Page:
By Kari O’Driscoll
On Tuesday, April 29, the White House issued a set of guidelines designed to address the hot-button issue of rape on college campuses. It would seem that the issue of sexual assault in the military has taken a back seat to the growing awareness of just how often college students are victimized sexually by other college students. There is a push to gather more information as well as to re-think the ways in which these incidents are handled when they are reported. While I fully support these efforts, I am astonished at what I have learned in just the past few weeks about the culture of silence and ineptitude that surrounds this issue.
Three days after the first shot across the bow, the US Department of Education released the names of 55 colleges and universities currently under investigation for their mishandling of sexual assault cases. While I am pleased by this progress, one enormous question remains looming in my mind: why are colleges and universities “handling” sexual assault cases? If I were raped in the bathroom at my local supermarket, I wouldn’t expect the grocery store to “handle” it. I would call the cops and I imagine the grocery store would support that 100%. I’m not sure how or when this system of separate investigation and punishment began, but what it has created is a dangerous double standard that both perpetuates rape culture and allows some perpetrators to avoid well-deserved consequences.
Most colleges and universities are in a unique situation, given that a large number of students live in residence halls or school-owned properties. The majority of them have their own security force that is charged with keeping students and staff safe and most have also created some sort of internal judicial council, often comprised of staff and students. But there has to be a line drawn somewhere and it seems to me that these schools aren’t doing themselves any favors by taking on responsibility for dealing with crimes that are clearly out of their league.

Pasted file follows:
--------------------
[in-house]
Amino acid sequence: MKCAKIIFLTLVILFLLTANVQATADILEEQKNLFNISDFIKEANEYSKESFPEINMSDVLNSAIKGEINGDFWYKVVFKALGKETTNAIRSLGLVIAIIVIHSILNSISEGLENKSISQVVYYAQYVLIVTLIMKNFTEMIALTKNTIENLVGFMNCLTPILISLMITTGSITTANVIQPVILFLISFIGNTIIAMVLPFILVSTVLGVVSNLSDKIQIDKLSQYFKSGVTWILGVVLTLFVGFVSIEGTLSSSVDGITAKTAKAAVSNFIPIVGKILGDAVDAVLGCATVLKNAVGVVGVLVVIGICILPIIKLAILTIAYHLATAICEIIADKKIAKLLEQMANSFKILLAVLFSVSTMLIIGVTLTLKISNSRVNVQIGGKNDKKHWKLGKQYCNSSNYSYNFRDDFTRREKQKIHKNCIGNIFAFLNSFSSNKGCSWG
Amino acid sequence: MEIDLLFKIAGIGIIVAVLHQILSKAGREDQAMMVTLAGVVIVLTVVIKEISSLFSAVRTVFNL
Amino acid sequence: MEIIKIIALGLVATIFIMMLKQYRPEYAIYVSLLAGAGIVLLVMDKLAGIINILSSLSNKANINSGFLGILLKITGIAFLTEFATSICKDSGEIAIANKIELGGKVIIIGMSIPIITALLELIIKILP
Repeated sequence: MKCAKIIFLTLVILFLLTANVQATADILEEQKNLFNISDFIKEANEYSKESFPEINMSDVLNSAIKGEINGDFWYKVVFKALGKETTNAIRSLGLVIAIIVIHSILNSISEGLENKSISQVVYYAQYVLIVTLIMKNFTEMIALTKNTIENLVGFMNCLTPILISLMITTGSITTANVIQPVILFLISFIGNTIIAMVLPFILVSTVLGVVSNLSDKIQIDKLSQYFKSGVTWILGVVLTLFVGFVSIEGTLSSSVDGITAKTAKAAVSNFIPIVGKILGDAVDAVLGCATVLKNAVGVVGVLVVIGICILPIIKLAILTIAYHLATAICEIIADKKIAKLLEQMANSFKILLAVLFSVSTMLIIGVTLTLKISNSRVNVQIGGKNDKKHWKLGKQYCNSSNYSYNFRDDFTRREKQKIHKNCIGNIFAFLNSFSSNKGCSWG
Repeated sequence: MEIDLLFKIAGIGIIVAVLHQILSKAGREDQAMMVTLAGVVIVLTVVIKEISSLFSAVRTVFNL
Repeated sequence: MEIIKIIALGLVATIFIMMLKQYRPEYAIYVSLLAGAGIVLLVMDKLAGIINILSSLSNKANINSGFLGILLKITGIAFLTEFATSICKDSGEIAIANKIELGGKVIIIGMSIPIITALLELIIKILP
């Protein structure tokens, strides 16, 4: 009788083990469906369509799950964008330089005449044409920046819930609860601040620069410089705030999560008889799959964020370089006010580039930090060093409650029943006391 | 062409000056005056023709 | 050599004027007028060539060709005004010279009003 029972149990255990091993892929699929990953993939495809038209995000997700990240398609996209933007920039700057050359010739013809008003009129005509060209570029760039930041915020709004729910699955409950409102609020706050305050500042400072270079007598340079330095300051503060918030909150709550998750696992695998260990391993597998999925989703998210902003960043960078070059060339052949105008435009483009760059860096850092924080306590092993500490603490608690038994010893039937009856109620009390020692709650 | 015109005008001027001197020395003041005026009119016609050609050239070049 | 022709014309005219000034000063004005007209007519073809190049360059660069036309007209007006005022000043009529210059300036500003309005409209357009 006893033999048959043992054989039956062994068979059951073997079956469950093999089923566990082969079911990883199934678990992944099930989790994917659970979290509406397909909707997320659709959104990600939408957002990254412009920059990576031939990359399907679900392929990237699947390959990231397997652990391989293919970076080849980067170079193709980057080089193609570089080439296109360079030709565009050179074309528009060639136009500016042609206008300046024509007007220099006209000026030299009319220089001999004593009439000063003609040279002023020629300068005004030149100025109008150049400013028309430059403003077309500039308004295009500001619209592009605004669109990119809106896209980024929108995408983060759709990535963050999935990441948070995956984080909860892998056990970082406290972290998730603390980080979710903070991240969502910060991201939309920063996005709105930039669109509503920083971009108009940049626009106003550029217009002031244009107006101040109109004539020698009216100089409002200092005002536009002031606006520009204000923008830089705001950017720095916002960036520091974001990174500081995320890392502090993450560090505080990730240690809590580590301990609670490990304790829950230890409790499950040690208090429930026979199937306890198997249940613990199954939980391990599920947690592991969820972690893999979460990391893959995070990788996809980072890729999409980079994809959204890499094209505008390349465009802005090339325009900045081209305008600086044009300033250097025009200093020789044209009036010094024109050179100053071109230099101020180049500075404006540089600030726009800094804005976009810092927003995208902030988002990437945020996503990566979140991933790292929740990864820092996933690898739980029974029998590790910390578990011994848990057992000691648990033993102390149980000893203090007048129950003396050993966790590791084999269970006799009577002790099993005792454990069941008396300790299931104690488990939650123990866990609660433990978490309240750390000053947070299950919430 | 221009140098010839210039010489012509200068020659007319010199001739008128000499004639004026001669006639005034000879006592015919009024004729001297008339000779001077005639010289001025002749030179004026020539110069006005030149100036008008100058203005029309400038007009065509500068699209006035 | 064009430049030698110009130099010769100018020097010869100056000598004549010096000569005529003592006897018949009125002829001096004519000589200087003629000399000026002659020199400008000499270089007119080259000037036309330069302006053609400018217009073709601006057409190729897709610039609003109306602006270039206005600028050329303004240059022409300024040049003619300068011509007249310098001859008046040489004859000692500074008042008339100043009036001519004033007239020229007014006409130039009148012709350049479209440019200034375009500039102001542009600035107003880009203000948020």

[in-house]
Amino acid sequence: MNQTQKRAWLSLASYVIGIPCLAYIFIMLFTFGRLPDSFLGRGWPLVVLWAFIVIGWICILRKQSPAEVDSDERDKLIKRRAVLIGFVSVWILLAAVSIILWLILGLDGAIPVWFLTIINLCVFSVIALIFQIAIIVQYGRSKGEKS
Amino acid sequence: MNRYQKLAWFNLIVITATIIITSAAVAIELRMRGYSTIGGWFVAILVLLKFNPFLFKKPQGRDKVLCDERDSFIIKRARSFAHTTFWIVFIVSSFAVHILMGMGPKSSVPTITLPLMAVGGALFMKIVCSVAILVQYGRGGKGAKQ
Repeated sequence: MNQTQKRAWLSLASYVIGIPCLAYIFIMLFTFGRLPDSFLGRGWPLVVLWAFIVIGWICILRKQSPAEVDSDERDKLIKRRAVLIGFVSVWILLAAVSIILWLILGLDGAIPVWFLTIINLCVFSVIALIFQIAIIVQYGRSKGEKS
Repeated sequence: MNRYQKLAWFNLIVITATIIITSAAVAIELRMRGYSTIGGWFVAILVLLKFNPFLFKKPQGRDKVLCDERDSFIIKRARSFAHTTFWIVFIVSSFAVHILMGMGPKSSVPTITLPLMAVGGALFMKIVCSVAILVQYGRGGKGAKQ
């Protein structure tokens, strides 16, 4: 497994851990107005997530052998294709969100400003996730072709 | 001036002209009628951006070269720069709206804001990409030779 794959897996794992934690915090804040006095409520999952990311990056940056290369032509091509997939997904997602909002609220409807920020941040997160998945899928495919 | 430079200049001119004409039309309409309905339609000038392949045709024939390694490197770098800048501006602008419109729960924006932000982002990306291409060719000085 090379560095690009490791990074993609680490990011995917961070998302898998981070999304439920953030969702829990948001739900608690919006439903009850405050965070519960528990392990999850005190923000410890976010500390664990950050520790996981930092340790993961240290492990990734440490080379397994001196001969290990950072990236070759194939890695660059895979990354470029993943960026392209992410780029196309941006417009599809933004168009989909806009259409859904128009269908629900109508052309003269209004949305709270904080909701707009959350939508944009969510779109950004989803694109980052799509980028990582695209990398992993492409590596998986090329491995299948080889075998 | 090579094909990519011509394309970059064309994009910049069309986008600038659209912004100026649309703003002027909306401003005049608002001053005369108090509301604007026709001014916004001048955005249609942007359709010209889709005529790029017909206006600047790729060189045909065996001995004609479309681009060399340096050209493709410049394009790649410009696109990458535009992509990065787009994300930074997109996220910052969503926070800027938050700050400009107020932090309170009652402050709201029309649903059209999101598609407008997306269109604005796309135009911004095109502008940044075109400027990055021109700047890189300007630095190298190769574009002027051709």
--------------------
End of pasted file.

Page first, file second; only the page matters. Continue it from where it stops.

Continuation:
As I see it, there are two major issues with the way these systems are crafted. The first glaring problem is that these institutions are not set up to investigate crimes and mete out punishments. They never were, and they frankly have no business doing so. In a May 1st NPR report, Tovia Smith asserts, “…colleges have a fundamentally different mission than the criminal justice system,” referring to remarks by Colby Bruno, senior legal counsel for the Victims Rights Law Center. Bruno’s work with victims has taught her that schools are more often than not dealing with allegations of sexual assault through an educational lens rather than from the perspective of justice. This process is probably just fine when it comes to students who have stolen school property or engaged in drunken vandalism, but when it comes to felony offenses, it is patently absurd.
In 1986, following the rape and murder of Jeanne Clery in her dorm at Lehigh University, Congress enacted a law requiring all colleges and universities receiving federal financial aid to disclose information about crimes committed on or near their campuses. I would say that notifying potential students of sexual predators living in their midst qualifies under this statute. And notwithstanding the legal ramifications of failing to report such crimes, I can’t imagine why any college or university would think it was a good idea to use their administrative or security staff to determine whether a crime had been committed when there are trained professionals who are paid to do just that.